Baal Shem Tov, or Besht — the founder of Chasidism —
Banu Choshekh: Do we really want to be singing "Begone black!"?
Download alternative Ba'nu Choshekh (two versions) here!
Not too many years ago, I first heard the song Ba'nu Choshekh at the Chanukah concert of my son's Jewish day school. This was a school with a fair number of Jews of color. I was pretty schocked.
The lyrics of Ba'nu Choshekh promulgate an idea of light vs. dark that has had horrifying racist repercussions throughout history. Here's a translation of the song:
We have come to banish darkness, in our hands light and fire. Each one of us is a little light, but all of us (together) are a mighty light. Get away darkness, begone black, flee before the light!
The words “Be gone black/Hal’ah sh’chor” really struck me as the wrong thing to be singing, even though I know that no one who loves the song today or in the past – certainly not the Yemenite composer, Sara Levi-Tanai – would have had racist intentions. But structural racism mostly isn't based on intentions. There's more to criticize in the song, as I discovered next spring, when I got a telescope and started doing amateur astronomy. The next season, I got involved in a campaign to stop the installation of LED street lights that could drown out our view of the stars. That gave me three reasons to reject the imagery of Ba'nu Choshekh.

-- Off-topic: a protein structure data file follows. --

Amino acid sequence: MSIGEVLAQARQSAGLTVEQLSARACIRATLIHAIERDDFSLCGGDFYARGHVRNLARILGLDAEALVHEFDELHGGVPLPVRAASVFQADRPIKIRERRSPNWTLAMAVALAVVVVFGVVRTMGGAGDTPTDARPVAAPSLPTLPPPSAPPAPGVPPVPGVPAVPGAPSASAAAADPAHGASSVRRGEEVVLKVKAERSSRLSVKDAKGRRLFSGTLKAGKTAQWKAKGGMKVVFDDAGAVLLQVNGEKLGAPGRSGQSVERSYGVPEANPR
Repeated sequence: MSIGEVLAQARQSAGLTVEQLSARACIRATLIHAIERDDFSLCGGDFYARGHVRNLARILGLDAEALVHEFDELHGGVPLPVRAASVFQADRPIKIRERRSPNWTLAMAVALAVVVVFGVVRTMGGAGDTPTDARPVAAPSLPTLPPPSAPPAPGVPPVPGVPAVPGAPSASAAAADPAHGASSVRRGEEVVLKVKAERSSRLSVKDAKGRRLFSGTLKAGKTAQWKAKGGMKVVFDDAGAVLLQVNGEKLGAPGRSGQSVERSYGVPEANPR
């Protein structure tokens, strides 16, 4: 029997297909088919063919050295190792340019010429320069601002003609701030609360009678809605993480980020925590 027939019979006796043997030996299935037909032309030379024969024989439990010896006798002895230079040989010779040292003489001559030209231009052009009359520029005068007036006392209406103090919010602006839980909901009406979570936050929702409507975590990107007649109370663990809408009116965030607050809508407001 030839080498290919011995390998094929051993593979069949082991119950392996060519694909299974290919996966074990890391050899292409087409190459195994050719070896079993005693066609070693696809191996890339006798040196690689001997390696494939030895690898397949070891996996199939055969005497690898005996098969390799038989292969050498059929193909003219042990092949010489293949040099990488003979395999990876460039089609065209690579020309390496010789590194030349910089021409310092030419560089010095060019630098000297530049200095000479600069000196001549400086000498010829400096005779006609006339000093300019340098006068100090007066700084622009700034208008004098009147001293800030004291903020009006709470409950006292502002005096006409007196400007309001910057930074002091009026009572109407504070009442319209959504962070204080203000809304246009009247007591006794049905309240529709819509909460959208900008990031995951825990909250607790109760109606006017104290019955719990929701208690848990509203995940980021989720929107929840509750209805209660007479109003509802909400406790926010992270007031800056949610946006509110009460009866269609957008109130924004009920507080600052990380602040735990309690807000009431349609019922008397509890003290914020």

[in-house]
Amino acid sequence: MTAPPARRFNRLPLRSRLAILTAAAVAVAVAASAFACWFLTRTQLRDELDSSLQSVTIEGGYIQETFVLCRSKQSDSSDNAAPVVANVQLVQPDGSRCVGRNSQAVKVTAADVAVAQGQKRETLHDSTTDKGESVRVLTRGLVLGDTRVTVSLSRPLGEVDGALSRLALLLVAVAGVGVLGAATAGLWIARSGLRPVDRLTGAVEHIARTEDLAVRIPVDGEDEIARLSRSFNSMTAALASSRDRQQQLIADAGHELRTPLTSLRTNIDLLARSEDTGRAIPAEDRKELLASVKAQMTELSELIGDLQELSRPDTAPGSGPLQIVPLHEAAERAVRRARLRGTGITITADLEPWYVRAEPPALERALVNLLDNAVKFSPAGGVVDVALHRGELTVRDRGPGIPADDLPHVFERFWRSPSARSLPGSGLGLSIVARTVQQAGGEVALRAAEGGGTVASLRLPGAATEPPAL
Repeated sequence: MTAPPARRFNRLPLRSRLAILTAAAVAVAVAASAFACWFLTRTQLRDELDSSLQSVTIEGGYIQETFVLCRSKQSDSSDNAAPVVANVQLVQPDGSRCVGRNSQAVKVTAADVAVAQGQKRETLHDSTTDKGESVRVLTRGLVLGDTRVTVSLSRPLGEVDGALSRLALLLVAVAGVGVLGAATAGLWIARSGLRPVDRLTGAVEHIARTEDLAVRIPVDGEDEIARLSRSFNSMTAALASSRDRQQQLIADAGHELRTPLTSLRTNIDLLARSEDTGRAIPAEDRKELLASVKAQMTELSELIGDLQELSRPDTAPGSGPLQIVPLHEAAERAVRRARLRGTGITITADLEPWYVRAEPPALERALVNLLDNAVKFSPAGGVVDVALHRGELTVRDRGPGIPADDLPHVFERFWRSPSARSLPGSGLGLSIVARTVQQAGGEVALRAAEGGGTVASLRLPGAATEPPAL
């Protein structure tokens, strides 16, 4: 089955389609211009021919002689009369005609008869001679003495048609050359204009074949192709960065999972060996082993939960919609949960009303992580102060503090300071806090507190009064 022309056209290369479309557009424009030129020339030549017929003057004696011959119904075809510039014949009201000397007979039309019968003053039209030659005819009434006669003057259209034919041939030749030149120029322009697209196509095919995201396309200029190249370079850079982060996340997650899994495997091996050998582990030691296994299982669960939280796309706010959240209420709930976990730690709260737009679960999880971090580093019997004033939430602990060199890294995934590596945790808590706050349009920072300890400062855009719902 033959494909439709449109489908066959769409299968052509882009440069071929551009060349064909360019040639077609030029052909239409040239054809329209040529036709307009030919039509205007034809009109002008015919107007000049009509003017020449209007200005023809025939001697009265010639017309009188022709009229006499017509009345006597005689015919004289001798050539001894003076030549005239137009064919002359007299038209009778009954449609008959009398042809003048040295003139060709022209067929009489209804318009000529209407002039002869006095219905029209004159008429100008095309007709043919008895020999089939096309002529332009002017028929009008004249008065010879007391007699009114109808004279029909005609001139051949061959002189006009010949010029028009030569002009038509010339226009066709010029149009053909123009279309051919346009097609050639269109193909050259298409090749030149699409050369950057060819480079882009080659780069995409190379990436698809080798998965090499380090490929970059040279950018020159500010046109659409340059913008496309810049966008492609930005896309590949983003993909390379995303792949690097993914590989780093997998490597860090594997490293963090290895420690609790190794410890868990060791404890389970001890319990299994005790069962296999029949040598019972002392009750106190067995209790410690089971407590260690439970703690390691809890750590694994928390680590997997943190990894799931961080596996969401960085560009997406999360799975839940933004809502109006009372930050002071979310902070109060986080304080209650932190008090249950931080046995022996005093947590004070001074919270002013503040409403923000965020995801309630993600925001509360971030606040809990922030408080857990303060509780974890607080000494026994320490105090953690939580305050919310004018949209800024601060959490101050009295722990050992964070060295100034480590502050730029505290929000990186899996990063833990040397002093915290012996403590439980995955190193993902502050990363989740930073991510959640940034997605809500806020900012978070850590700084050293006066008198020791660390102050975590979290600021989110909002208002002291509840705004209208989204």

Fundamentally, the idea that somehow we are trying to defeat the dark on Chanukah is foolish. Darkness is essential to the warp and weave of this world, as much as light. In fact, the halakhah agrees: Chanukah candles are not kosher if their flames come together "like a torch" – they must be separated by darkness in order to fulfill the mitzvah. That is not an idle or meaningless rule. As I wrote, "No one sits in front of the menorah thinking, 'I can’t wait for these candles to grow so bright that there’s no more darkness.' Darkness is the condition that makes the candles beautiful and sweet." We are planting seeds of light with the small flames of our lit wicks, seeds that grow in the soil of darkness.
People have written a few new versions of Ba'nu Choshekh in response to these problems. I like my full rewrite best, but I'll share three versions here. The second one, from Rabbi Jill Hammer, is especially useful because it only changes four words. I have also laid out the first two, four to a sheet, in PDF format, so you can easily download, print, and share them. (They also match up back-to-back, if you want to teach both.)
2) The next one, from Rabbi Jill Hammer with a tweak from me, transforms the meaning with only slight changes to the wording: